At Senate on Feb. 12, the Student Organization Funding Committee (SOFC) presented its Spring 2018 updates, which included extensive rebranding as well as a review of proposed changes for Guaranteed Percentage (GP) organization funding allocation. SOFC, which has moved to change its name to the CG Treasury, is responsible for reviewing and approving applications for all organizations’ event funding. The name change, in conjunction with a website overhaul, is part of a rebranding initiative that aims to efficiently disseminate information, incentivize more students to join the Treasury and facilitate the funding process. The majority of the updates were focused on GP review, which, according to Student Bursar Natalie Jin ’18, is in its current state fiscally inefficient and logistically difficult.
The current GP review process consists of a paper application that must be completed every two years by organizations that serve an essential function at Wellesley, which include College Government, House Councils, Sexual Health Educators, Class Councils, Upstage and others. In order to justify the amount of funding allocated for the next cycle, organizations are expected to keep all receipts that document expenses, without accounting for turnover or lost receipts, which can result in a significant amount of funding lost. According to Jin’s presentation, organizations “must appeal if [they] need more funds and can’t ‘return’ funds until the end of the year. Money is illiquid.”
With the significant increase in the amount of funding that was applied for by all organizations at Wellesley––GP or otherwise––about 14 percent of total allocated funding for GP organizations for the 2017-2018 school year was cut. Jin said, “Given GP orgs requested around 15 percent more, and all GP orgs were thus cut 15 percent means that we should place some emphasis on making sure that all organization have the means to make ends meet.”
The presentation then explained the breakdown of applied funding for GP organizations. Constitutionally, organizations can only apply for 40 percent of funding from the Student Activities Fee fund. In total, the amount applied for was approximately $320,000, while the amount of total funds available was $275,200. With nine year-round bookkeepers, events hosted by the Schneider Board of Governors (SBOG) and coordinators for the Student Organizations and Appointments Committee (SOAC), CG makes up the majority of GP organization funding—about 59.1 percent, or $189,065.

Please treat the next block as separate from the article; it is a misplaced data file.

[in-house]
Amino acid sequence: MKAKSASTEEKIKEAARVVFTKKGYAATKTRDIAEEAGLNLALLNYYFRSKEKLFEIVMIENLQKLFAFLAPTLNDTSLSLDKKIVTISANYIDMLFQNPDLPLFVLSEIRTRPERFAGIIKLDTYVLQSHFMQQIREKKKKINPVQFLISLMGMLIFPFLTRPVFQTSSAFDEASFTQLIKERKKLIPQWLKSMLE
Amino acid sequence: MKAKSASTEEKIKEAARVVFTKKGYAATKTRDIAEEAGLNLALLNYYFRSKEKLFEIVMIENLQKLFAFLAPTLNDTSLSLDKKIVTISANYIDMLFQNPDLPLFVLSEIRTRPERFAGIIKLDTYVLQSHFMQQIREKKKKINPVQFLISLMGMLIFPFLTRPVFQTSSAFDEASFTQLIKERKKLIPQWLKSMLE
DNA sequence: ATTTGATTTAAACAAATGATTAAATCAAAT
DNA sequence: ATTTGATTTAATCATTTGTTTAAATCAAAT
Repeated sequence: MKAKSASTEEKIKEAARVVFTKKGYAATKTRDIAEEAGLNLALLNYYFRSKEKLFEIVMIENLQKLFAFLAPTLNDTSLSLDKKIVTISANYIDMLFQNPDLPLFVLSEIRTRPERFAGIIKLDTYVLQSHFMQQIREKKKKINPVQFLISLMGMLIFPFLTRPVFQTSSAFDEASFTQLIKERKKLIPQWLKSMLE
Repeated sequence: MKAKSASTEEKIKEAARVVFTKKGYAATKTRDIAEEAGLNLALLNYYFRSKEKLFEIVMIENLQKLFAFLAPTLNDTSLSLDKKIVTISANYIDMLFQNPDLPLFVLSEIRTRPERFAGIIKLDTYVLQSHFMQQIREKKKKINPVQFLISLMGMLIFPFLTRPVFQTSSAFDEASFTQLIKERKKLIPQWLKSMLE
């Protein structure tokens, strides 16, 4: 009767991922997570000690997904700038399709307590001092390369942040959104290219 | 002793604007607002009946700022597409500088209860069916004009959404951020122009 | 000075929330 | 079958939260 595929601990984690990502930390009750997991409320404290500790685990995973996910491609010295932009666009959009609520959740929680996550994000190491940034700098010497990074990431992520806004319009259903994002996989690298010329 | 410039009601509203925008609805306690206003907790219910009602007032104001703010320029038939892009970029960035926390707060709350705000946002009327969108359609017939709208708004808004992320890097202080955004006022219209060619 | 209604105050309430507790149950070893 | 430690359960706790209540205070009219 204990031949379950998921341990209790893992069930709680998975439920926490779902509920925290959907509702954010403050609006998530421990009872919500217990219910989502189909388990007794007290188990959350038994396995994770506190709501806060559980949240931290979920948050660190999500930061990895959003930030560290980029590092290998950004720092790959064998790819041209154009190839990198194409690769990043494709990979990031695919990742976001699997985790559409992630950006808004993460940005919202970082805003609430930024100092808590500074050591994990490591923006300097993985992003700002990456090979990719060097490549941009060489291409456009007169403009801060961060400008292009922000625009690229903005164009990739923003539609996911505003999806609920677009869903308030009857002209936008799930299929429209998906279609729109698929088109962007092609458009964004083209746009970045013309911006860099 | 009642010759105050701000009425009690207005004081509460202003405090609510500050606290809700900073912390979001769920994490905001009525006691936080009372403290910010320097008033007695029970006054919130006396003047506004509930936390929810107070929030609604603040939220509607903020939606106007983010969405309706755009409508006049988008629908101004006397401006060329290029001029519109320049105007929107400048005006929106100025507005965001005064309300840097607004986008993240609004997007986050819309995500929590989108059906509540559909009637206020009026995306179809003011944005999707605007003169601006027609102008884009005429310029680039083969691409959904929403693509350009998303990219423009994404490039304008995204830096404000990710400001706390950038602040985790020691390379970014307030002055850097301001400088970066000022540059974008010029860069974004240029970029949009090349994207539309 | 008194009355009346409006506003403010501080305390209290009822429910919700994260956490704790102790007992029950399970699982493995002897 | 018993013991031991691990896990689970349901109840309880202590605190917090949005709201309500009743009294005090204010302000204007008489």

Of the CG organizations, SBOG, the Treasury and SOAC use up the majority of allocated GP funding. SBOG represents 67.9 percent of funding, or $109,832, which comes from all campus-wide planning, including Marathon Monday carnival rides, fall and spring concert artist bookings, Lake Day and other events throughout the year. The Treasury uses about 15.8 percent of funding, or $25,612. This amount is allocated towards paying bookkeepers, handling check requests and reimbursing students for organization’s purchases. SOAC, the third largest in the breakdown, constitutes 6.1 percent of funding, or $9,800. This committee is responsible for all campus-wide organizational oversight and appointments, including the Transportation Advisory Committee (TAC), Elections Committee, Academic Council and more.